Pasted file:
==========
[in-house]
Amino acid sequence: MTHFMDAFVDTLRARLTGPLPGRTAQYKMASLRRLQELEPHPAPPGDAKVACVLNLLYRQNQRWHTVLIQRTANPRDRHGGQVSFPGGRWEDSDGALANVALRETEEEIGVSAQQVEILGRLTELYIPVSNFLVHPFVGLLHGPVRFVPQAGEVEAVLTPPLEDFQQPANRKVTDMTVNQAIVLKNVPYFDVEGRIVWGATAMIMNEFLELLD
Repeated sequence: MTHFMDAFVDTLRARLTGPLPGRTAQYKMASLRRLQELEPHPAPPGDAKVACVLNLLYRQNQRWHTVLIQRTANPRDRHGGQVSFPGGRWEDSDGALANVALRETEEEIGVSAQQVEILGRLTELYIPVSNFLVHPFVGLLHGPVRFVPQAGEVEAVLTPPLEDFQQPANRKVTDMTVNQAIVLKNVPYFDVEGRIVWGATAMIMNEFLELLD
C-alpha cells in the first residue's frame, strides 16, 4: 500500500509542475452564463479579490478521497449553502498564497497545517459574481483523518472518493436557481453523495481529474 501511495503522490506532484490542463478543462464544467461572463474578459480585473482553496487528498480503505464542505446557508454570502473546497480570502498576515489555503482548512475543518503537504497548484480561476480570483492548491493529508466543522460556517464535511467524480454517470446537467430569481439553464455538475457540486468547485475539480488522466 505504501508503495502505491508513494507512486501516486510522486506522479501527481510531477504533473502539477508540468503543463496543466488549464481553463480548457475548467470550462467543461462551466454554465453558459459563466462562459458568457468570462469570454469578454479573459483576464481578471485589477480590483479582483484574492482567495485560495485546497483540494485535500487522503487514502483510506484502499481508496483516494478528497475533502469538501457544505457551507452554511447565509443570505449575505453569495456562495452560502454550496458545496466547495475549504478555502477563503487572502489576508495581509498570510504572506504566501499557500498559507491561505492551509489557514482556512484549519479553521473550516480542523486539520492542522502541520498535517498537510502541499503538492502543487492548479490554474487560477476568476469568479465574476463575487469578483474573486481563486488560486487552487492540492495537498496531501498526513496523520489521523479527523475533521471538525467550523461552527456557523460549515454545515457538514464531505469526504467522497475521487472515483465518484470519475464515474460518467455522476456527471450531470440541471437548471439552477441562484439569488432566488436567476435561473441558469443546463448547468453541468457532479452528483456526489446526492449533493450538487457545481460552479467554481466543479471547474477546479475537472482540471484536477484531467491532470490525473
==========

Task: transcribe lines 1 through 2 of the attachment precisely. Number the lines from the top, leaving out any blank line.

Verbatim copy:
[in-house]
Amino acid sequence: MTHFMDAFVDTLRARLTGPLPGRTAQYKMASLRRLQELEPHPAPPGDAKVACVLNLLYRQNQRWHTVLIQRTANPRDRHGGQVSFPGGRWEDSDGALANVALRETEEEIGVSAQQVEILGRLTELYIPVSNFLVHPFVGLLHGPVRFVPQAGEVEAVLTPPLEDFQQPANRKVTDMTVNQAIVLKNVPYFDVEGRIVWGATAMIMNEFLELLD